Big numbers are a problem


It is hard to get a handle on big numbers.  What do 5,000 or more people look like gathered in one place?  What does it look like to serve food to the 2200+ households those 5000+ people live in? It is hard to imagine, and often, even harder to describe. But, on average each month this year we have served that many households and people.  Sometimes, we have served even more.

We can give you a lot of statistics to help you understand how our donors and volunteers make a difference to all the people we serve, but after a while, lots of big numbers lose their meaning – they go in one ear and out the other, and if I asked you later, you would be hard pressed to remember them. Why?  Well, we, as humans, have a hard time wrapping our heads around big numbers in meaningful ways. It helps to have a frame of reference to put numbers in context.  People like hearing and sharing stories, they don’t like memorizing tables of numbers.  We are social beings, not walking excel spreadsheets.

But, I have a dilemma! I have some numbers I want to share with you! To help you understand all the ways our volunteers help, I have broken some of the important stats from this year down a little into things that might mean something to the average person.

Lets start at the beginning…

source: MCC website

On average, each month our volunteers help over 500 infants and toddlers!  If approximately 20 infants and toddlers fit into a day care, that’s translated into about 25 day care centers a month!  This is something to think about the next time you drop your kids off with a caregiver on your way to work, or when you give one of your grandchildren a hug.

How many school age children do we serve?

source: Transport Canada

At one point in your life you have probably ridden in a school bus. Especially if you grew up in a rural community like I did. Assuming that 50 school age kids fit on a school bus, each month our volunteers send home food to feed 30 school buses full of kids! That’s about one and half buses full each day we are open.  Think about that next time you’re stuck in traffic behind a school bus full of kids making faces at you.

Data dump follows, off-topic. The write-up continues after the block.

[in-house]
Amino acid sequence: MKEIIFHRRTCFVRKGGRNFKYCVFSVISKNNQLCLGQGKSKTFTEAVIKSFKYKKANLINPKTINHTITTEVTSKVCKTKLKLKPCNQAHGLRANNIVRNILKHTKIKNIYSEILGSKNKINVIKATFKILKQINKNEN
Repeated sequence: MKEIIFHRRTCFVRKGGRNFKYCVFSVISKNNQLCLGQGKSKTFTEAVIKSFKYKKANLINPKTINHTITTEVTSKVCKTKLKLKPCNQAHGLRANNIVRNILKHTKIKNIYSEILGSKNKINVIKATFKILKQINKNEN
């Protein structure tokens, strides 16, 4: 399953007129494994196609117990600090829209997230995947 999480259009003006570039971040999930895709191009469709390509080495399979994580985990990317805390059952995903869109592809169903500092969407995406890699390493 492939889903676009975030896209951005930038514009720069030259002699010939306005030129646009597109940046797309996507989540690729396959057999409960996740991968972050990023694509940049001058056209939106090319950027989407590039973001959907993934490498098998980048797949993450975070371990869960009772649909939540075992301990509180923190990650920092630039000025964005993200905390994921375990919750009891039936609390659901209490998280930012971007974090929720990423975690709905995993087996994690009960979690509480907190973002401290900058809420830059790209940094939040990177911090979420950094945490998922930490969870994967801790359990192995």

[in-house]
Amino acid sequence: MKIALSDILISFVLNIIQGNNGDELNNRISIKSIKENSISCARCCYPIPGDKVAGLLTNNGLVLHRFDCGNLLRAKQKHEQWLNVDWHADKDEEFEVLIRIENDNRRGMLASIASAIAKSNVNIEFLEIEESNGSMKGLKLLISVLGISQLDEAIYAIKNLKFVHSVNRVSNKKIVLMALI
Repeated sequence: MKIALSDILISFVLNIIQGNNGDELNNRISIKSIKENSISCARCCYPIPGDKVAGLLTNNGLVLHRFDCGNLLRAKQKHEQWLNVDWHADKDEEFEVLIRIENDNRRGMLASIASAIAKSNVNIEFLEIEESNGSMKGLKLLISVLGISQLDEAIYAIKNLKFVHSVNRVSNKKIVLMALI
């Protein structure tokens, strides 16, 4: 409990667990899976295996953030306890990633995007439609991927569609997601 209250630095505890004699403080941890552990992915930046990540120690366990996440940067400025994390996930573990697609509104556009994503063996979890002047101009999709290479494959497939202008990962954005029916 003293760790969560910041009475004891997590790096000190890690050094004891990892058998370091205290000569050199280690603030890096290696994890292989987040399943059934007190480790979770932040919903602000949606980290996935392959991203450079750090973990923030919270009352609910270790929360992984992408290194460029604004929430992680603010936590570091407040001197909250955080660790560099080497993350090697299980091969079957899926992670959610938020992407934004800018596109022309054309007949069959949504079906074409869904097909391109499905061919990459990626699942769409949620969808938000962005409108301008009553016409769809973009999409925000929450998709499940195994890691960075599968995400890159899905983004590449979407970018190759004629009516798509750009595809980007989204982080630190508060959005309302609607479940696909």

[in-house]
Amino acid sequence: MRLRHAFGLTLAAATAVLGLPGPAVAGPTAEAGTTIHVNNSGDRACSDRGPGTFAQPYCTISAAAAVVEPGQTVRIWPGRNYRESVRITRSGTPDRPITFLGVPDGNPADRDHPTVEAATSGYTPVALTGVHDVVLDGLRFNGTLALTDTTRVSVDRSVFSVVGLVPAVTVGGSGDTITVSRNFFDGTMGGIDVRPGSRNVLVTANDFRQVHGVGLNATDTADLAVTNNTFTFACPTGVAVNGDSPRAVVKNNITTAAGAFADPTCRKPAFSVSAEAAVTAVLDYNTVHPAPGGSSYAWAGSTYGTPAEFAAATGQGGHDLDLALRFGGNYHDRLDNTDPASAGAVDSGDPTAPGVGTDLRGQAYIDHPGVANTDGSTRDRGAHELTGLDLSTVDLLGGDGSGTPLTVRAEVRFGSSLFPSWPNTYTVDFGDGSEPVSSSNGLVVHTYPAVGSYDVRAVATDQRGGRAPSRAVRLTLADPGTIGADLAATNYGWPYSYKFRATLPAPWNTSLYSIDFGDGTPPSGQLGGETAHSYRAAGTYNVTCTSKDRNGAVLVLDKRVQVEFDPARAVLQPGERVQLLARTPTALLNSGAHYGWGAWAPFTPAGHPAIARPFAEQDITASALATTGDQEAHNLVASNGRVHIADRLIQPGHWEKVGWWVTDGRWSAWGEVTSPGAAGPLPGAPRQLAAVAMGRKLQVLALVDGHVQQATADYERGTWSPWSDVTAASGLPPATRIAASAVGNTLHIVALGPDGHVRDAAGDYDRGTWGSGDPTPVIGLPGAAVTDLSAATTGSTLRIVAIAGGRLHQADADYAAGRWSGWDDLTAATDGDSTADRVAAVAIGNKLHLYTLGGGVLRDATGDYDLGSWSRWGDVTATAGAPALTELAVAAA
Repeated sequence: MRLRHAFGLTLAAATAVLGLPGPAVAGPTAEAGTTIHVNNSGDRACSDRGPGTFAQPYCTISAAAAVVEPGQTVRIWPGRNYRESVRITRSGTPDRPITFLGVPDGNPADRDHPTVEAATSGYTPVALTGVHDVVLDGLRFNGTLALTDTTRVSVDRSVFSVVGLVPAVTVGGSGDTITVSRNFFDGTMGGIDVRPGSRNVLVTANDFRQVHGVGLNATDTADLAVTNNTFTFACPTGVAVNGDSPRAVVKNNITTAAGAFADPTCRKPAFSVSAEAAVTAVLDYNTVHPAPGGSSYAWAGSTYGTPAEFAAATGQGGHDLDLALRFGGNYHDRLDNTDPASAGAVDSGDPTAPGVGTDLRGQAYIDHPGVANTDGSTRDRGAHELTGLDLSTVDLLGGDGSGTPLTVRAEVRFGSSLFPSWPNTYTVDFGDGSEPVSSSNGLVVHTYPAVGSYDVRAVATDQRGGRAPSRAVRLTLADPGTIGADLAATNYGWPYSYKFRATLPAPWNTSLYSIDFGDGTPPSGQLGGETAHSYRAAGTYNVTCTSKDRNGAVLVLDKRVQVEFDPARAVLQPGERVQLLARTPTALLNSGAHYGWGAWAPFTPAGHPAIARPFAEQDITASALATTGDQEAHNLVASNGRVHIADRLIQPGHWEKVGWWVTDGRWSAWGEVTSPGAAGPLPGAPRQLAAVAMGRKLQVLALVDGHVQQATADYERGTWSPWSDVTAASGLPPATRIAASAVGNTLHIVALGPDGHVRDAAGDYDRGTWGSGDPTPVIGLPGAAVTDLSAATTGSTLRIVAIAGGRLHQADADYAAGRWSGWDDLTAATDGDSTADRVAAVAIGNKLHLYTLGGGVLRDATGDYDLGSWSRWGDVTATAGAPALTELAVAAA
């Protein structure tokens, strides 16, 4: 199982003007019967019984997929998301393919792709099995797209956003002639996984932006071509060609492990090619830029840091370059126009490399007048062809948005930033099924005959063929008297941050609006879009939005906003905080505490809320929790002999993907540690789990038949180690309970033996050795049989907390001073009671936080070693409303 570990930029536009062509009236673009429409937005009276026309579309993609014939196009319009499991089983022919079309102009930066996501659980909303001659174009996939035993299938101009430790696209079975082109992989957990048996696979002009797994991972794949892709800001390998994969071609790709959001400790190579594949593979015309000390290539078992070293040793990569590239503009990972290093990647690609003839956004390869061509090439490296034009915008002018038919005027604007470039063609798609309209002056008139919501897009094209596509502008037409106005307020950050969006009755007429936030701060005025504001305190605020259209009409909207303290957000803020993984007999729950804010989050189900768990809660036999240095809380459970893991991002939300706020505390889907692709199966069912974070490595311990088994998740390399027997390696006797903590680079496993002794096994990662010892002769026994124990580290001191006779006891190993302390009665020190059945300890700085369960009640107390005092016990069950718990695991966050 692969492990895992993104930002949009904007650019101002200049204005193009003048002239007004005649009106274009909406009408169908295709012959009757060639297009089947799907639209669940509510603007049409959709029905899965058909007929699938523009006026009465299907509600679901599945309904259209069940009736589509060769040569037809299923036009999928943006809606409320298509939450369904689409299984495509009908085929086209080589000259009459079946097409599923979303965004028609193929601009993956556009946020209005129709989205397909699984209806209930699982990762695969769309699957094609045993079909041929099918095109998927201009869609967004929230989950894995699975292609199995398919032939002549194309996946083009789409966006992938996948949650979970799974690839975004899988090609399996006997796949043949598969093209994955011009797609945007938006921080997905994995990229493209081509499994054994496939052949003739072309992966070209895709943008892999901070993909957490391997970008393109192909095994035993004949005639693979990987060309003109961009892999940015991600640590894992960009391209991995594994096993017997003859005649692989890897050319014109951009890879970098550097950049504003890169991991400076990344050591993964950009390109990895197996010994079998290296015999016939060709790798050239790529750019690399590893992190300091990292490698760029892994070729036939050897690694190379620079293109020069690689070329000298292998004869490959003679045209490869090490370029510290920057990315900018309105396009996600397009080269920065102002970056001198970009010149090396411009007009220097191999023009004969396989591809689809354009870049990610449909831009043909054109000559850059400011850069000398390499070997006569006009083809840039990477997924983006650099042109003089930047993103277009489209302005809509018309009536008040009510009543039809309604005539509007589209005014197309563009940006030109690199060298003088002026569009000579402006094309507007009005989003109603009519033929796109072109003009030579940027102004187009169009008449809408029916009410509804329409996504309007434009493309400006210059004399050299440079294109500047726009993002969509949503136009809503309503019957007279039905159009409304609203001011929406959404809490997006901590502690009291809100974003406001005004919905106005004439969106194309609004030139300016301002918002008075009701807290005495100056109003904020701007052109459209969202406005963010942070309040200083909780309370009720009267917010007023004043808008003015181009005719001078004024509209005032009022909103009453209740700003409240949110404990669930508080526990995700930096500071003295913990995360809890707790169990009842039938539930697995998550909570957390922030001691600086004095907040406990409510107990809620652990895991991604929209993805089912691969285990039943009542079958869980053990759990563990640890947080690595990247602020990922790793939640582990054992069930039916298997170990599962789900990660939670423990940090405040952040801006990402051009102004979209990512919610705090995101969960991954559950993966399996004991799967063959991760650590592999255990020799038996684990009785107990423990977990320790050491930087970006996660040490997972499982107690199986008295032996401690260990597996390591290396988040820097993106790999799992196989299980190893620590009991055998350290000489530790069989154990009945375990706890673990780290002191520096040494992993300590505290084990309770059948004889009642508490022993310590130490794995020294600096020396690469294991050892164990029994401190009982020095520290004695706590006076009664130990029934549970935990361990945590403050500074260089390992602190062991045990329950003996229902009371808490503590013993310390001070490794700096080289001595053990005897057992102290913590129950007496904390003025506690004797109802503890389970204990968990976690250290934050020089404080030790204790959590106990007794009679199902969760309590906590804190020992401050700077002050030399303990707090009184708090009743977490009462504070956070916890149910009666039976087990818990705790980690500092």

What can you fit over 3000 adults into?

source: de zeen magazine

If about 300 adults fit into an apartment building, then on average, each month our volunteers help get out enough food to feed 11 buildings full of people!  Think about that the next time you are  shopping downtown walking past the apartment blocks. If you live in an apartment building yourself, walk up five flights of stairs and, on average, all the people living on those floors would equal the number of people we serve each day we are open.


source: Alabama local news

And finally, if about 300 people fit into a bingo hall, every two months our volunteers help feed a bingo hall full of senior citizens!  I was a bit of a loss to come up with a good yardstick to measure our service to seniors.  But, nevertheless, we called up a local bingo hall and they said that the most they could fit in at one time was about 300 people.  So, every two months our volunteers will call out BINGO and reflect on the 300 seniors our food went to help.

Generally, many people who work with food banks estimate that there are many seniors in our community who need the help but don’t come to us.  Part of the problem is knowledge.  Many of them don’t know we’re here.  The other part of the problem is that it is difficult for them to admit they need the help.

Adding it all up

So, where do our food hampers go?  Each month on average, the food hampers go to 500 infants and toddlers, 1500 school age children, 3000 adults and about 150 senior citizens.   That’s more than one child care centre full of infants and toddlers, one and half school buses of school age kids, half an apartment building of adults and a few tables at a bingo hall of senior citizens every day we are open.

Which is easier to remember?  We would love to hear some feedback from you.  How do you remember important statistics? How can we better share the story of our volunteers and the mountains of food they move to help so many people?


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2 Responses to “Big numbers are a problem”

  1. National Volunteer Week: how far have we walked together? | Hofemergencyfoodassistance's Blog Says:

    […] their heads around how many hampers 33,000 really is.  As we’ve written about in the past, understanding big numbers can be difficult. How can we possibly communicate to volunteers how much work they’ve done as a team, […]

  2. What do Volunteers, Early Explorers and Food Hampers Have in Common? | Hofemergencyfoodassistance's Blog Says:

    […] have talked in the past about the trouble with big numbers (here), specifically how difficult it is to communicate their scale in a way that makes sense. What does […]

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